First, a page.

These five scenes are as close as Hollywood gets to real combat. Composite by Coffee or Die Magazine.
In 1998, Saving Private Ryan forever changed the way Hollywood depicted combat. Prior to Steven Spielberg’s portrayal of the Normandy landings, war movies typically portrayed combat as a glory-filled adventure void of carnage and chaos. Since the groundbreaking film, Hollywood has produced a steady stream of authentic war movies. Here are five of the most realistic combat scenes to arrive in the wake of Saving Private Ryan.
After working together on Saving Private Ryan, Spielberg and Tom Hanks teamed up again to tell the story of America’s 101st Airborne Division from D-Day to the end of the war in Europe.
The HBO miniseries Band of Brothers was a breakthrough television event. It set new standards for both the quality of TV shows and for graphic depictions of war. Between a heart-pounding jump into occupied France and sustained artillery bombardments in Bastogne, Belgium, nearly every episode of Band of Brothers has at least one realistic combat sequence, but episode three’s assault on the French town of Carentan stands apart for its authentic portrayal of urban combat.
Ridley Scott’s 2001 rendering of the Battle of Mogadishu marked a milestone in silver-screen warfare. Before Black Hawk Down, most war movies depicted historic battles, but Scott brought movie combat scenes into the 21st century. The film celebrated the fighting ability of America’s special operations units as well as their state-of-the-art weaponry. Things like fast-roping onto an objective, dominating the battlefield at night, and using MH-6 Little Birds for close air support made Black Hawk Down a cinematic leap into the future of war films. Now almost two decades old, the movie still stands the test of time and remains one of the most realistic war movies.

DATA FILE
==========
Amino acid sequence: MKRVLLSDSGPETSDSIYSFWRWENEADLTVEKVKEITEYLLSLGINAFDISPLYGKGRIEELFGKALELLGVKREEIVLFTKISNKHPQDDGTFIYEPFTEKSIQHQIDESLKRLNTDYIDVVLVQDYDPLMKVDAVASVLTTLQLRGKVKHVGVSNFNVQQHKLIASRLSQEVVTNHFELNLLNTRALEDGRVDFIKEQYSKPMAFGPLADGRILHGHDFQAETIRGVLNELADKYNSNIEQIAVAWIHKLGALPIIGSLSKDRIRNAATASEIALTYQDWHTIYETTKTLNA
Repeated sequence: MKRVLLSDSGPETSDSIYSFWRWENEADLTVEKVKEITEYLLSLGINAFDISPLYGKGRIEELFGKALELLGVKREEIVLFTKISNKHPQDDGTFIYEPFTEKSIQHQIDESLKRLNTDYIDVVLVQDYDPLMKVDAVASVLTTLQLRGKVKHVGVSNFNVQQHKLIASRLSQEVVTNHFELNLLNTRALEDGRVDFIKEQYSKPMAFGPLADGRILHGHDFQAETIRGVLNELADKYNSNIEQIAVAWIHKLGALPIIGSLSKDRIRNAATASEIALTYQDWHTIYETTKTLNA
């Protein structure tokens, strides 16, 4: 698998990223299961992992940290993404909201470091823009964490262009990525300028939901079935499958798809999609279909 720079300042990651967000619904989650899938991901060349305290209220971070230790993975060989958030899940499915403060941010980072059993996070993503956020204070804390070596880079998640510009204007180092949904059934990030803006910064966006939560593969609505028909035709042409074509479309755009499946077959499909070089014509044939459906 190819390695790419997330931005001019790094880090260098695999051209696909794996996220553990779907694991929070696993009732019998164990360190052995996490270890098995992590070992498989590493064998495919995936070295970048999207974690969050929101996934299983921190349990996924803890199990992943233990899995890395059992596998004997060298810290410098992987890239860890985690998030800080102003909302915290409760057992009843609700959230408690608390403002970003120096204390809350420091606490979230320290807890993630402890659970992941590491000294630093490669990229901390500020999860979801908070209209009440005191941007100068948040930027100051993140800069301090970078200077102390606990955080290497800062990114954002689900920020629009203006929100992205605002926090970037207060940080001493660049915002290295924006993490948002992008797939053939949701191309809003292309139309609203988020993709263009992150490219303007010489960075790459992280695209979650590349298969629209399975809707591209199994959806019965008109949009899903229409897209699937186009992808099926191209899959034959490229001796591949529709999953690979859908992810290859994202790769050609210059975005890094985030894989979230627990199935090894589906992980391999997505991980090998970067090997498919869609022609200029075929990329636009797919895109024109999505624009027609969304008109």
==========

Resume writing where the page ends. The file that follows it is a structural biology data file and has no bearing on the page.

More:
Say what you will about the rest of the film, but the opening firefight of Lone Survivor is as close to real as Hollywood gets when it comes to small-unit firefights. The absence of music, John Wayne heroics, and one-liners makes the scene so authentic, it’s borderline uncomfortable to watch. The scene starts slowly with a single, unanswered gunshot breaking the tension. It doesn’t take long before the firefight skyrockets to a cacophony of gunfire, snapping bullets, and desperate SEALs saying “fuck.” Unfortunately, six minutes into the mountainside gunbattle, the scene begins to devolve into a slow-motion spectacle, but the opening moments are unrivaled when it comes to realistic depictions of rural combat.
Like Band of Brothers, nearly every episode of The Pacific contains realistic combat scenes, but one of the things the Marine-focused miniseries pulled off especially well was capturing those pre-mission jitters. Episode five perfectly blends the nerve-wracking moments of calm before the fight with the sensory overload of an amphibious landing. Chaos reigns as Marines disembark their vehicles under fire and storm the heavily defended island of Peleliu. The Pacific uses the same formula as Saving Private Ryan, mixing a shaky hand-held camera with special effects to create a gritty scene of World War II action.
The 2020 Afghanistan war film The Outpost depicts the Battle of Kamdesh with an unprecedented level of authenticity. The film is an accurate portrayal of fighting from remote Hesco-lined bases in Afghanistan’s alpine valleys. The seemingly corny banter between soldiers is accurate to real life, adding to the eerie lack of discernible differences between the film’s fictional battle scenes and real footage from the same corner of Afghanistan. Watch the scene here.
Mac Caltrider is a senior staff writer for Coffee or Die Magazine. He served in the US Marine Corps and is a former police officer. Caltrider earned his bachelor’s degree in history and now reads anything he can get his hands on. He is also the creator of Pipes & Pages, a site intended to increase readership among enlisted troops. Caltrider spends most of his time reading, writing, and waging a one-man war against premature hair loss.
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